Flexible connectors are important because they can prevent stresses due to expansion and contraction, isolate against the transfer of noise and vibration, and allow for minor misalignment. In the past, buildings were constructed with heavier materials and were more forgiving to vibration. Now, more lightweight building materials are used which makes the buildings more susceptible to transmit and resonate vibration. Additionally, with office space being more valuable, mechanical systems are often located in smaller areas near occupants which increases the probability of complaints. This tight office space sometimes necessitates the equipment be located in the area between the suspended ceiling and the floor above, resulting in a greater risk of vibration transmission to the floor above.
The problem with not specifying the type of dampener to use is that one size does not fit all; there are many different types with different uses at differing costs. Some of the different types of vibration dampening devices include:
- Open steel spring isolators: These provide high efficiencies, are often adjustable, and have a long maintenance-free life. These are the most common isolators used in the commercial industry. The springs are fastened to an integral cup/base plate or welded to the spring mounting base plate and compression plate for stability.
- Restrained spring isolators: These are open steel springs which incorporate built-in restraints to prevent outdoor equipment from too much sway due to wind load.
- Elastomeric pads: These are typically used with very high-speed equipment or electrical equipment (transformers, etc.) and less critical installations.
- Spring and elastomeric hangers: These are used for isolating suspended equipment, piping and ductwork. They consist of a steel box, coil spring, spring retainers and elastomeric element.
- Wire ropes: These isolators are made up of helical, stranded-wire rope held with metal retaining bars. This design provides excellent shock and vibration isolation in a multiple range of applications.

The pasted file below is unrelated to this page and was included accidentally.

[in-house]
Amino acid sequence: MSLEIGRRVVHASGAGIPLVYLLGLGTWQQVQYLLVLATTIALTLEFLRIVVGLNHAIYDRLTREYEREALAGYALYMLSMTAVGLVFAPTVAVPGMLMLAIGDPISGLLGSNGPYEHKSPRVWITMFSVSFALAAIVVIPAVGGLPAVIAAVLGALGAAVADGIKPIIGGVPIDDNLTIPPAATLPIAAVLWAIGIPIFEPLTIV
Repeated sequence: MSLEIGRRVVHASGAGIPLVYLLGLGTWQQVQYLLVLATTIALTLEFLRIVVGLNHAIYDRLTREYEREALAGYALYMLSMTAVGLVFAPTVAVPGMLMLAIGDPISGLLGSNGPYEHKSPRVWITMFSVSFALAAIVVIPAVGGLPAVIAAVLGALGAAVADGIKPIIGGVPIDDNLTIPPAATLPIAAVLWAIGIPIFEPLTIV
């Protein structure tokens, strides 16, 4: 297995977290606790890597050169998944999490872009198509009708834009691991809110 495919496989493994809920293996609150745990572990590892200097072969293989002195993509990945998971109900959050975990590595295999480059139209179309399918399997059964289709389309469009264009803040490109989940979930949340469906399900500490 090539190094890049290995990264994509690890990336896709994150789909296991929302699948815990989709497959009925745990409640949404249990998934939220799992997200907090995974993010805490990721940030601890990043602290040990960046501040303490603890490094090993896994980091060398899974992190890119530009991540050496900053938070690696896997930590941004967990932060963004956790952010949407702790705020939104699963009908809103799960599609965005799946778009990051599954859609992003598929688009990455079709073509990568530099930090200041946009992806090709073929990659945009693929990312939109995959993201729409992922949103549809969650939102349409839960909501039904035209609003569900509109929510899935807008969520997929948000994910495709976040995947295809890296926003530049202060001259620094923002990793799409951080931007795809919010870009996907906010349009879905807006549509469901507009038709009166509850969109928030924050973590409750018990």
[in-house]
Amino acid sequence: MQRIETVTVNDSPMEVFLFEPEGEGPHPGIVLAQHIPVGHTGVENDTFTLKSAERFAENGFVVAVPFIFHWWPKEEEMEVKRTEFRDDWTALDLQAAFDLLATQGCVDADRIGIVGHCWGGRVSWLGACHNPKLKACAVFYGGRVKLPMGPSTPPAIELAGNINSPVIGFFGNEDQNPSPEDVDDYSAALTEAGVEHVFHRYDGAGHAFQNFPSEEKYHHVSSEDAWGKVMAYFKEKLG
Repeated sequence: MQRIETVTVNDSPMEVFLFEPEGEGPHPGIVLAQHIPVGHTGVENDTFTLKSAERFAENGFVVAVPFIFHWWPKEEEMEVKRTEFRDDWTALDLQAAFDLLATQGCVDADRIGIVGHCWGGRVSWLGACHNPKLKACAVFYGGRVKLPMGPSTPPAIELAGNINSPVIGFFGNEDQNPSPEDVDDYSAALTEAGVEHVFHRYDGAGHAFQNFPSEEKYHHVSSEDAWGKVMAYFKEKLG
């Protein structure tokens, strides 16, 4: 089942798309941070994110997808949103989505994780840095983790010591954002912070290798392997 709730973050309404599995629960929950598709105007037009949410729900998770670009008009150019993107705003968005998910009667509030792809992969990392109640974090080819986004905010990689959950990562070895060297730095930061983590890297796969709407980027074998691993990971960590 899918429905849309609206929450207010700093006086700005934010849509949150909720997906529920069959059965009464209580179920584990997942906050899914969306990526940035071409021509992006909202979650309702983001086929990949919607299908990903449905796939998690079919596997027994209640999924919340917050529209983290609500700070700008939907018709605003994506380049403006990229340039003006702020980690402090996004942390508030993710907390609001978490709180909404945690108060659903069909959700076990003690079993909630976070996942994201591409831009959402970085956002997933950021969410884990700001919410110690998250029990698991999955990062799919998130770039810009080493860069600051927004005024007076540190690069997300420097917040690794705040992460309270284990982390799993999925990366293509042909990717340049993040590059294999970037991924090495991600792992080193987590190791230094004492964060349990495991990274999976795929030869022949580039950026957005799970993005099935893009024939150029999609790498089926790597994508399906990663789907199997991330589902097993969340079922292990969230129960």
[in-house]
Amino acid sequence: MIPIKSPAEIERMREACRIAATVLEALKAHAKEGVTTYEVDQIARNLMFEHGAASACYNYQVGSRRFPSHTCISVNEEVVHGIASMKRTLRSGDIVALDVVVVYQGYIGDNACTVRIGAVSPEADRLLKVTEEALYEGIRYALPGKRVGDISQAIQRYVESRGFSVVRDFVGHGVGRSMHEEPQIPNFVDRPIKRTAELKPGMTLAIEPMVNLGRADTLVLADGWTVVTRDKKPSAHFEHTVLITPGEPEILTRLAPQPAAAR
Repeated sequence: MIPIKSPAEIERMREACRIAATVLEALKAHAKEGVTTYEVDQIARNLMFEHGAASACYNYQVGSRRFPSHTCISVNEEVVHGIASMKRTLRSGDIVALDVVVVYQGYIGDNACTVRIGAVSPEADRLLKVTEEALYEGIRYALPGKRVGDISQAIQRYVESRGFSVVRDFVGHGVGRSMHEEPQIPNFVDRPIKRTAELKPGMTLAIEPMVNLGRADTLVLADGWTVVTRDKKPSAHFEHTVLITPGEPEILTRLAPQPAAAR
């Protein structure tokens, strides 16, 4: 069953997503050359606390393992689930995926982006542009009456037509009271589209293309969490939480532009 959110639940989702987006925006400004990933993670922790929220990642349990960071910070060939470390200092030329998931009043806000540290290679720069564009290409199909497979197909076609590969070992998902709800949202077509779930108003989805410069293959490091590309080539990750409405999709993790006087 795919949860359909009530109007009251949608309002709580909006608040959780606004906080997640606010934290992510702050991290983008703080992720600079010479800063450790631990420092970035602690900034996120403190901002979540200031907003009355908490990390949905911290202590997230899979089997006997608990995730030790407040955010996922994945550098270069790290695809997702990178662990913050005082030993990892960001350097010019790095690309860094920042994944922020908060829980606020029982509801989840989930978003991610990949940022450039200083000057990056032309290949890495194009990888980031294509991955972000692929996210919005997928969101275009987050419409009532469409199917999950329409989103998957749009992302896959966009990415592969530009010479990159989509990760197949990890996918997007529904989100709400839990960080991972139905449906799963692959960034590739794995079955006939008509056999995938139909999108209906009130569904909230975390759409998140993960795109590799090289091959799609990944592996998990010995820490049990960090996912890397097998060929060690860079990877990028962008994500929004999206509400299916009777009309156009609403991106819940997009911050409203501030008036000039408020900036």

- Air springs: These have high efficiency and are adjustable. They have long life, but require a constant compressed air source and maintenance. Somewhat problematic without a reliable compressor system.
- Flexible connectors: These provide piping flexibility to protect equipment from strain due to misalignment or thermal movement of piping. They can also help attenuate noise and vibration.
- Flexible canvas and elastomeric duct connections: These are along the same lines of flexible connectors and are used at fan and AHU discharge and intake.
- Rubber Mounts: These consist of a steel top plate and base plate completely embedded in oil-resistant neoprene. The neoprene mountings are furnished with a tapped hole in the center which enables the equipment to be bolted securely to the rubber mount.
- Thrust restraints: These are installed in pairs to resist reaction forces caused by air pressure. Thrust restraints are recommended where thrust exceeds approximately 10% of equipment weight and should be selected with the same deflection requirements as spring isolators.
With all of these options available for vibration dampening, one would not want to leave which type to be employed up to the contractor. Not all dampeners are created equal and cheaper is not necessarily better. Knowing which type of vibration dampener the designer of record called for and having it clearly documented on the drawings will provide the Owner with a building they will be happy with, assist during construction inspections, as well as assist during post installation inspections.